the original ad co-starred actor Curtis Armstrong as the pizza delivery boy, but now he’s nowhere to be found — by Jordan or the public. “You can get pizza even when you stay inside,” the narrator says, as the ps i still love you the actor dances in his boxers. These new voiceovers and edits can be a bit crazy, which is kind of humanly appealing on its own. Everyone is doing their best.

It is perhaps these same constraints – or the mood of the day, which, with empty streets and closed shops, is unavoidable – which created the repetition we see now. All other companies want you to know they are here. Verizon communicates this sentiment (“We’re here, and we’re ready”) in a series of advertisements; one with Verizon Retail Specialists as Daniel and Jesús point out that even though the stores are closed, the business is available “24/7” online. Toyota uses it in the ad that overlaps Northwell’s, promising “we’re here for you now and in the better days to come.” (The ad, in total, uses four wordings of “we” “here” “for” and “you” in 30 seconds.)

Walmart is “here for you” with a series of talented and dedicated associates singing “Lean on Me”, who, frankly, all do Gal Gadot look even worse. GMC and Buick come together, with voice-over by Will Arnett, to tell us they are “Here to help,” and Indeed, the job search engine, uses the same line. McDonald’s simply says, “We will be there.”

This is the real message: We still exist. “For you” or “to help”, of course, but most are simply “here!” — present, accounted for, still standing. Companies that have the means volunteer for a vibe check. When it looks like the whole economy is collapsing in a matter of weeks, that’s something they need to say. It’s probably something we need to hear.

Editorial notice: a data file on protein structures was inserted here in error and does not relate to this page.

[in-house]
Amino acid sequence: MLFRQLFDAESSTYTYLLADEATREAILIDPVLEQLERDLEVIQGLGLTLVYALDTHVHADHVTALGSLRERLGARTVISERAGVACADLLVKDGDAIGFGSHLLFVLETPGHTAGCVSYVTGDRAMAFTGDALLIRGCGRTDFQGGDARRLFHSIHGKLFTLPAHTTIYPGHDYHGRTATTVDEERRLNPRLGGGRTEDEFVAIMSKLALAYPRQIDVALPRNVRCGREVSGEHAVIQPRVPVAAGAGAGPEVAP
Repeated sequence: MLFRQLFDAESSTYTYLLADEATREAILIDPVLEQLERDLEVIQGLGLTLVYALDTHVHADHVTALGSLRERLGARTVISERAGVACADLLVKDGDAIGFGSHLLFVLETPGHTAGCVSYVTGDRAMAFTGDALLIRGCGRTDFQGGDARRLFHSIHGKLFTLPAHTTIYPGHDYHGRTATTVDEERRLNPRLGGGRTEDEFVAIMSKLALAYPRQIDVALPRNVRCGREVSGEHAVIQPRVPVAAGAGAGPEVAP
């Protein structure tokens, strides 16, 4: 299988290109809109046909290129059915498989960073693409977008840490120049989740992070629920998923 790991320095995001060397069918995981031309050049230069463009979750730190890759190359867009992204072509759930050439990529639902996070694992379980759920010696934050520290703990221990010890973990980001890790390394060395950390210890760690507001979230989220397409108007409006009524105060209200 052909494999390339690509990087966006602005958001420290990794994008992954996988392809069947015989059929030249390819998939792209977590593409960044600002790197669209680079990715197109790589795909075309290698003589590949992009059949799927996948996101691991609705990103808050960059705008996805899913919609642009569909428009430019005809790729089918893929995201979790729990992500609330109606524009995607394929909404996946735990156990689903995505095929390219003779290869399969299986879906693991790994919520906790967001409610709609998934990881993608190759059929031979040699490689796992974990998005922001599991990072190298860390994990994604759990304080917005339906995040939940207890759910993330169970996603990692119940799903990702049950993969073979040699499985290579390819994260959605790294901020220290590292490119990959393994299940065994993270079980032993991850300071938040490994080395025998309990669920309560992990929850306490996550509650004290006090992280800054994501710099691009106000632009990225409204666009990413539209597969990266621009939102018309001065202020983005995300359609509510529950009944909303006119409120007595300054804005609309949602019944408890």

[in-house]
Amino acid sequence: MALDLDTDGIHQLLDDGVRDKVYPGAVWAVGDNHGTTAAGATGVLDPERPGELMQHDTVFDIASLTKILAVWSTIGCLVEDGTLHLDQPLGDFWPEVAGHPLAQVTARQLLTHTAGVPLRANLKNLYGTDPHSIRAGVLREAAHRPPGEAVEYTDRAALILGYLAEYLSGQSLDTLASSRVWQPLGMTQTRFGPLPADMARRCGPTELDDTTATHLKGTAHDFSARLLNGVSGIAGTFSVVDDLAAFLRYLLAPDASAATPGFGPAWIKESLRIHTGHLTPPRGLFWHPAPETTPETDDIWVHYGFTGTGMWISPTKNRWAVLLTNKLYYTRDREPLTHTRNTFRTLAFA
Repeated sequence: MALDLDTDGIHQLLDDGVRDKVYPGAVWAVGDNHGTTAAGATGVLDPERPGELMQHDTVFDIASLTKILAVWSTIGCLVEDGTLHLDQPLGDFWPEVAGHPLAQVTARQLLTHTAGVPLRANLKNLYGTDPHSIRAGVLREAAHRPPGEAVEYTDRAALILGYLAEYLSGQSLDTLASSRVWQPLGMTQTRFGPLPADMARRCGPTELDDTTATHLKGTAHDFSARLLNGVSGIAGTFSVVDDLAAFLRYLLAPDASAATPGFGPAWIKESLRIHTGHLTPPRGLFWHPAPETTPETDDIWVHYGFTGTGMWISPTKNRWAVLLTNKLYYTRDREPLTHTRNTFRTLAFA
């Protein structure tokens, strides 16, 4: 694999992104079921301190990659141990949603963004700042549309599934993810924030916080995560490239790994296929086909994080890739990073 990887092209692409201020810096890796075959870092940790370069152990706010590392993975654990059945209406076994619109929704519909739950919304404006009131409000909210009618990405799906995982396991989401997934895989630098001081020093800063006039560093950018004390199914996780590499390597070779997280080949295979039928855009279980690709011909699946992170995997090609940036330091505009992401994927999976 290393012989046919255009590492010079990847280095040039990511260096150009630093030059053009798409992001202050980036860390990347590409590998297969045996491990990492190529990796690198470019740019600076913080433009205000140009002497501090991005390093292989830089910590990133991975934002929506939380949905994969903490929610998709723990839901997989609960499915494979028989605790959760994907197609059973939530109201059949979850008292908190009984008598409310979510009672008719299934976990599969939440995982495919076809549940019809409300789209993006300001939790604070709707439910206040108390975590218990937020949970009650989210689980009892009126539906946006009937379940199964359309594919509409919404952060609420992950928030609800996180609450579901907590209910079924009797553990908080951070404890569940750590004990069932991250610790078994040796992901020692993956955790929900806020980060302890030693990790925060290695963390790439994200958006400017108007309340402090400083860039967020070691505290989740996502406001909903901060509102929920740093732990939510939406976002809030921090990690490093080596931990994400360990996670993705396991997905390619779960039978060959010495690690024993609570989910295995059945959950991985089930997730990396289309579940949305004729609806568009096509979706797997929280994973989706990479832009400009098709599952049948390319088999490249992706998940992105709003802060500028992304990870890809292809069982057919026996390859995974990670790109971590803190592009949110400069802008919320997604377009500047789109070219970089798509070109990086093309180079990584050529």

There is tension in many of these commercials. There are so many new issues now and even more to come, especially for workers. Will contactless delivery make you forget that a human being is risking his safety to bring him a pizza? Daniel and Jesús may still have their jobs at Verizon for now, but what after a few more weeks of closed stores? How Are Walmart Singing Salesmen Protected? Who is “here” and who will be “here” tomorrow? Basically, these are the same questions we’ve been asking for weeks (years, decades) about America’s lack of a social safety net.

As a novelist Arundhati Roy wrote for the Financial Times, pandemics have “forced humans to break with the past and imagine their world anew”, so it’s up to us to decide how we walk into the future. The world is different now – just turn on the television – and it’s it’s gonna be different after that. What we really need and what we really value seems obvious, and brands keep telling us this on purpose and by accident: safety, help, community, stability. We’ve paid lip service to these ideas for years, but they take on new meaning in times of crisis. I hope those of us here can make sense of them.